Honda Civic RS Turbo 1.5 CVT

For the range-topping Civic, both headlamps and foglamps already utilize LED illumination, surrounding an RS grille rendered in high gloss black. The windshield uses rain-sensing wipers, while a wing-type RS Design spoiler and twin exhaust tailpipes can be found at the rear. The RS wears 18-inch alloy wheels.   

Honda Civic RS head unit

The reverse camera is equipped with dynamic guidelines on higher-spec trims

Interior equipment includes 8-way power adjustment for the driver’s seat, leather upholstery with red stitching, dual-zone automatic climate control, and ambient lighting. The leather steering wheel features controls for audio and hands-free telephony, while the touchscreen includes built-in navigation. 

Under the hood lies a 1.5-liter DOHC VTEC engine with single-scroll turbo and internal wastegate, generating 171 hp and 220 Nm of torque. The engine can be started remotely to cool down the interior during summer months. The RS features side and curtain airbags in addition to vehicle stability assist, hill start assist, and emergency stop signal.  

Honda Civic RS engine

A 1.5-liter turbo VTEC engine powers the range-topping variant

Priced at Php 1,615,000, the Honda Civic RS Turbo on installment basis in the Philippines carries a 36-month bill of Php 45,168 on a downpayment of 20 percent or Php 323,000. Increasing the initial cash payment to 40 percent or Php 646,000 and extending the payment term to 48 months brings down the recurring bill to Php 27,264 while going for a 60-month contract will only require a regular payment of Php 23,359. 

As always, these are all estimates, exclusive of other costs such as maintenance, fuel, insurance, and registration at the end of the first three years of ownership. Your nearest Honda dealer will be able to give you a more accurate computation based on your current budget.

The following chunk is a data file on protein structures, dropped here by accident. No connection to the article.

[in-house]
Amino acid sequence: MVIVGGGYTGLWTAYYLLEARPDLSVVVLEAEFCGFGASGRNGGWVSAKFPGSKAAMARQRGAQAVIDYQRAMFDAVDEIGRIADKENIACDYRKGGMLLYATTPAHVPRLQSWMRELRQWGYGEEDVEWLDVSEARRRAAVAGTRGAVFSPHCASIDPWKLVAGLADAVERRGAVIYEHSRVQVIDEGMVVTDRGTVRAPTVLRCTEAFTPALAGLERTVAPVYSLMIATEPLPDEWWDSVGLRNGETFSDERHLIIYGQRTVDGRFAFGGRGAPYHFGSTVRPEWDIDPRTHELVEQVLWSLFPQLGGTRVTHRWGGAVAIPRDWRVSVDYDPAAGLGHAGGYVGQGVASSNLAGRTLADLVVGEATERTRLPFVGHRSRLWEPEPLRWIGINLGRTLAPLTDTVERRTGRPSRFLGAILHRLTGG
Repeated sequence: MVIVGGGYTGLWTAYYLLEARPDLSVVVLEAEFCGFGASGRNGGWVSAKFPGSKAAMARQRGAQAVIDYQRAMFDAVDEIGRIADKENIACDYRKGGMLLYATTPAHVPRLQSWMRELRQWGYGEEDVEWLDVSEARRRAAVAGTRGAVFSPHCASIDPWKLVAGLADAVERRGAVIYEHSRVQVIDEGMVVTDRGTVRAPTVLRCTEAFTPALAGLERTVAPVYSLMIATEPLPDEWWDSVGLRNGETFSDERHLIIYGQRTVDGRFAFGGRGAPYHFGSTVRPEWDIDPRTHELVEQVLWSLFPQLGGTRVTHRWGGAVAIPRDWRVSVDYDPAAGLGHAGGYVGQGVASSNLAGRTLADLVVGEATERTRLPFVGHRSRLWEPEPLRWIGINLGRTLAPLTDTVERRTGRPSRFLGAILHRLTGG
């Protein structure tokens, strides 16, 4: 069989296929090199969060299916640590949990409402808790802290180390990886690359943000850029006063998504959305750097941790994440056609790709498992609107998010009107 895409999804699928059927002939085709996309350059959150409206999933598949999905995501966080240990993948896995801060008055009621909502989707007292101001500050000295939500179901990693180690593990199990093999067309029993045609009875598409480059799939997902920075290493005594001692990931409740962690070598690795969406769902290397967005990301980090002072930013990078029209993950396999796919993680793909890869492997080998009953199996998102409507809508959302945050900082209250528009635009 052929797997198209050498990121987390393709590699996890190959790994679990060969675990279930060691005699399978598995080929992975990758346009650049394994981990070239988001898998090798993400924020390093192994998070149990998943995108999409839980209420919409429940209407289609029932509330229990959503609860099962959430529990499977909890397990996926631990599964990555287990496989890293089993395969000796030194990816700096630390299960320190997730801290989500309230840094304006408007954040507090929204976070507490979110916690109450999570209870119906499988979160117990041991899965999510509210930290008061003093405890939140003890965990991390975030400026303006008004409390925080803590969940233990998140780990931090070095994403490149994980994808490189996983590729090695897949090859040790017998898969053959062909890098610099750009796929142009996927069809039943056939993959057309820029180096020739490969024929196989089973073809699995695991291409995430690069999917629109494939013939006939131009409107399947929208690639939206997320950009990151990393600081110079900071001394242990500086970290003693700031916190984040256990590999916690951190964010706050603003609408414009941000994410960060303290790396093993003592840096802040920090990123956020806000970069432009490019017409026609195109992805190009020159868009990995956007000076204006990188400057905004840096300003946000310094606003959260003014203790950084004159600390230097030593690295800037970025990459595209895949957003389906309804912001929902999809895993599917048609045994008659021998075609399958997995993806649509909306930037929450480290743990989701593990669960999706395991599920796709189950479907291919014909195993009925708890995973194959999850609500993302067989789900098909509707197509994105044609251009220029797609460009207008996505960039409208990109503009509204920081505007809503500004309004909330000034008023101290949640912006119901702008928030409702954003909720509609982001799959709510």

Find more tips that add up to a great car ownership experience at

Know more about Honda Civic 2021

Honda Civic

Currently, the Honda Civic compact sedan is now in its 10th generation. It was first introduced back in April 2016, and currently it has three variants. Under the hood, the 10th-gen Civic for the Philippine market has two engine options. The Civic RS uses a 1.5-liter turbocharge inline-4 that can make up to 171 horsepower and 220 Nm of torque. The second engine option is a naturally-aspirated 1.8-liter inline-4 that can produce a maximum of 139 horsepower and 174 Nm of torque. All variants use a continuously variable transmission, which sends all power to the front wheels.

From ₱1,115,000

Joseph Paolo Estabillo

Joseph Paolo Estabillo


Joseph has been a member of various car clubs since he got his driver's license in 2004 – old enough to remember riding in taxicabs with analog meters, but his fascination with cars goes way back. After nearly two decades of working in broadcast media, he shifted gears by coming on board as Philkotse’s first Filipino member and staff writer in 2017.

Apart from his role in Philkotse as Content Team Lead, Joseph has written episodes for Drive, which has been airing on CNN Philippines for five seasons running. He has also delivered content for various car dealerships based in the U.S., spanning multiple brands such as Alfa Romeo, Maserati, Jeep, Dodge, among others.

Keeping his hopes high and his revs low, he dreams about owning a Kei car when he retires. Hates slow parkers.